From Razzie Award-winning director Uwe Boll and the producers of the Twilight Saga comes the romantic story of Adolf Hitler’s rise to power. Taylor Lautner (Twilight, The Adventures of Sharkboy and Lavagirl in 3D) gives an inspired performance as the hunky Hitler, a young struggling artist whose career is going nowhere. What Adolf needs is a muse, and she appears in the form of the beautiful (and Jewish) Rivka, played by Amanda Seyfried (Mamma Mia!, Chloe), the woman who would break his heart and shape the fate of Europe forever.
As seen on Fun Time Internet
Care Bears: Carepocalypse
Three billion human lives ended on August 29th, 2018. Not even Earth’s sworn protectors, the Care Bears, could quell the combined forces of Dr. Fright, Sour Sam, Cold Heart, and Dark Heart, under the leadership of No Heart. Those consumed by No Heart’s “Cloud of Uncaring” were transformed into mindless zombies, minions of the Dark Lord’s Army of Shadows. With no caring left in the world to power their tummy symbols, the few Care Bears that survived the War of Caring were forced into hibernation. The remaining Care Bear Cousins were cryogenically frozen with Cold Heart’s freezing machine and buried deep within the earth’s crust.
2059 A.D.. No Heart reigns supreme. All forms of caring are outlawed. The scattered remnants of humanity who still value caring live deep below the surface of the scorched Earth. The Care Bears are now regarded as myth and legend, the stuff of children’s stories. But one young freedom fighter (TRON Legacy’s Garrett Hedlund) unwittingly wakes the ursine saviors from their slumber… and they are pissed! Get ready for a lesson in caring!
Directed by Paul Verhoeven (RoboCop, Total Recall, Starship Troopers, Showgirls) and written by Alex Garland (28 Days Later, Sunshine, Halo). Featuring an all-star cast including Matt Damon as Tenderheart Bear, Jeff Bridges as Braveheart Lion, Mark Wahlberg as Champ Bear, Natalie Portman as Cheer Bear, Meryl Streep as Gramps Bear, Bill Murray as Grumpy Bear, Steve Buscemi as Beastly, Anne Hathaway as Shreeky, and Daniel Day-Lewis as No Heart.
As seen on Fun Time Internet
Jenga: The Movie
High rise construction sites across America are being destroyed by a growing underground criminal element. Hotshot FBI agent Billy Idaho (Chris Pine) is sent undercover to investigate. What he discovers is the most dangerous urban extreme sport since parkour… Jenga. The game’s participants sneak onto construction sites at night, commandeer cranes, and take turns removing a block (or beam) from the bottom (or middle) of the unfinished building and placing it on top—until the building collapses. Billy gains the trust of the most infamous band of thrill-seeking Jenga players, the “Block Busters”, headed by the charismatic Johnny Lawless (Val Kilmer). The FBI’s investigation starts to fall apart like so many Jenga blocks as Billy questions his loyalty to the agency while simultaneously falling for Johnny’s common-law wife Crystal Mystique (Jessica Biel). Meanwhile Johnny plans the most ambitious Jenga game yet at the construction site of the world’s tallest tower in Dubai.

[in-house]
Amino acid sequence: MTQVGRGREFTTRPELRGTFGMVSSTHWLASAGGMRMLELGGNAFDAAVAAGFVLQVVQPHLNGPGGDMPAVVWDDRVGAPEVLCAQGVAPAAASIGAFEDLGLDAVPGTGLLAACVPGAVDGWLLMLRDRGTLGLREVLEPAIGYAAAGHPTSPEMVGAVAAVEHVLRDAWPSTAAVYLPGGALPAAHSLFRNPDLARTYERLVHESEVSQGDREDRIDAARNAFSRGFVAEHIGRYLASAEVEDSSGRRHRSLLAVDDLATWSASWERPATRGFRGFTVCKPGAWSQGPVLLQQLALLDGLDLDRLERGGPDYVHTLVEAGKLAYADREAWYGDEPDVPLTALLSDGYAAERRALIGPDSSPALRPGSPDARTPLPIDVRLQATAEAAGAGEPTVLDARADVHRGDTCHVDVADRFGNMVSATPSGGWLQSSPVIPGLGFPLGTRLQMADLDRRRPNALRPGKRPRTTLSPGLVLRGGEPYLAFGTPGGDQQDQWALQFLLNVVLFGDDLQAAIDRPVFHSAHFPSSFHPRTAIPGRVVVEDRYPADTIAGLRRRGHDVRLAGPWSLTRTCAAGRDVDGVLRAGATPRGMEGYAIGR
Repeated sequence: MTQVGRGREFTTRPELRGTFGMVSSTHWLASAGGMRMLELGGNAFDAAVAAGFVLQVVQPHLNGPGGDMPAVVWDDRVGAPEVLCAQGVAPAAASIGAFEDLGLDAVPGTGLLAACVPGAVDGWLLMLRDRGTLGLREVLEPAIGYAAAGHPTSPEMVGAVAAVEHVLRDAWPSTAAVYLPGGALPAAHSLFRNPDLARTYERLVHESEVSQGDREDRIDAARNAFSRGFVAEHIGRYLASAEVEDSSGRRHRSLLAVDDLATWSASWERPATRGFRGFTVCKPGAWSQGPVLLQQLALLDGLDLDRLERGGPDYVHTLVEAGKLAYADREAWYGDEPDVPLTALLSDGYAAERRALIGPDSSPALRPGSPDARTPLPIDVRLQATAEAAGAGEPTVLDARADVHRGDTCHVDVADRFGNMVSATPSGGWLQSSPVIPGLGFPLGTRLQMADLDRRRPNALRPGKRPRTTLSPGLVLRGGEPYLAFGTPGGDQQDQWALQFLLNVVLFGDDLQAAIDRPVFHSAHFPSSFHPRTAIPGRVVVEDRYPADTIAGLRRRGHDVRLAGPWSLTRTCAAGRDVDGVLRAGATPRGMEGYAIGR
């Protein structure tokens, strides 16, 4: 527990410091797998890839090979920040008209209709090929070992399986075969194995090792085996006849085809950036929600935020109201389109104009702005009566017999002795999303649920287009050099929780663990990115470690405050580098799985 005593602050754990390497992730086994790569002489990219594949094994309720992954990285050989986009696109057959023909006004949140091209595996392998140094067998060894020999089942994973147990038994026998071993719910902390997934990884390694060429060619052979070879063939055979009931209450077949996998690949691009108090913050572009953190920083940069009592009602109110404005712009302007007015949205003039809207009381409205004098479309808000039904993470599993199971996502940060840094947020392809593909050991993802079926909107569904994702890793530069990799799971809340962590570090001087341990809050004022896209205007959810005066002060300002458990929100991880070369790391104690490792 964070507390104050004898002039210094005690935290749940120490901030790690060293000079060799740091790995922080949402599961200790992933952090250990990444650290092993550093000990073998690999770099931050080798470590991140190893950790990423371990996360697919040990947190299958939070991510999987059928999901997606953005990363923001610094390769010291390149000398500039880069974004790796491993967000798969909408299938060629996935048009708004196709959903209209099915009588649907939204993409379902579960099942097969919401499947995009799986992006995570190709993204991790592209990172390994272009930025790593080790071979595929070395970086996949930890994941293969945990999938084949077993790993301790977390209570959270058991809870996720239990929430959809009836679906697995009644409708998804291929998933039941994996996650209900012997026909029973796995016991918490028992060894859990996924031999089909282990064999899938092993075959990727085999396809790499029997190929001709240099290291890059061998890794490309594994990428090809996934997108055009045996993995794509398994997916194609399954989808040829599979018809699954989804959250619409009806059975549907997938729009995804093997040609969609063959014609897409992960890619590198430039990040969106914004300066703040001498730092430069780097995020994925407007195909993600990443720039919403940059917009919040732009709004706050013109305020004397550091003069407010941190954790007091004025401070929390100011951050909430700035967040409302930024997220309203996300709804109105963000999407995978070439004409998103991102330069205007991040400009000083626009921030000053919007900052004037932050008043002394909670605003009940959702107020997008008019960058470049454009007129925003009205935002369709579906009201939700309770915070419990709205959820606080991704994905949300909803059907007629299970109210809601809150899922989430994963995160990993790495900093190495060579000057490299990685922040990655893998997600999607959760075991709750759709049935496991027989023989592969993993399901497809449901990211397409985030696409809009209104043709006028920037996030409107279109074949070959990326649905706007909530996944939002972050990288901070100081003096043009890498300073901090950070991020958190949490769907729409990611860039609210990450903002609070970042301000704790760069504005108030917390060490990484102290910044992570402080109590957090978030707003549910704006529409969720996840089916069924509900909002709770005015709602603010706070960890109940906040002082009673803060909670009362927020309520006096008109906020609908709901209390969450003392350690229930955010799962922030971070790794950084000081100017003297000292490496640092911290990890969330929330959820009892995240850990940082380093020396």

Co-starring Denzel Washington as Senior FBI Agent Onyx Ebony and Jean Reno as French INTERPOL Agent François “Frenchy” Français.
As seen on Fun Time Internet.
My new review of NICK FURY: AGENT OF S.H.I.E.L.D (1998) is now online at Fun Time Internet.
To commemorate the theatrical release of Marvel’s The Avengers, I thought I’d take a look back to a time when Marvel’s movies were the proverbial red haired middle child compared to DC’s mega hit Superman (1978-1987) and Batman (1989-1997) franchises.
This low budget TV movie stars David Hasselhoff(?!) as the cynical cyclopean super spy. As a movie, it’s an utter failure. But as a backdoor pilot , its surprisingly successful. I wish we could’ve lived in a world where Hasselhoff fought neo-Nazi super villains every week on basic cable. But instead we got “Baywatch Nights.”
Check out my full review here.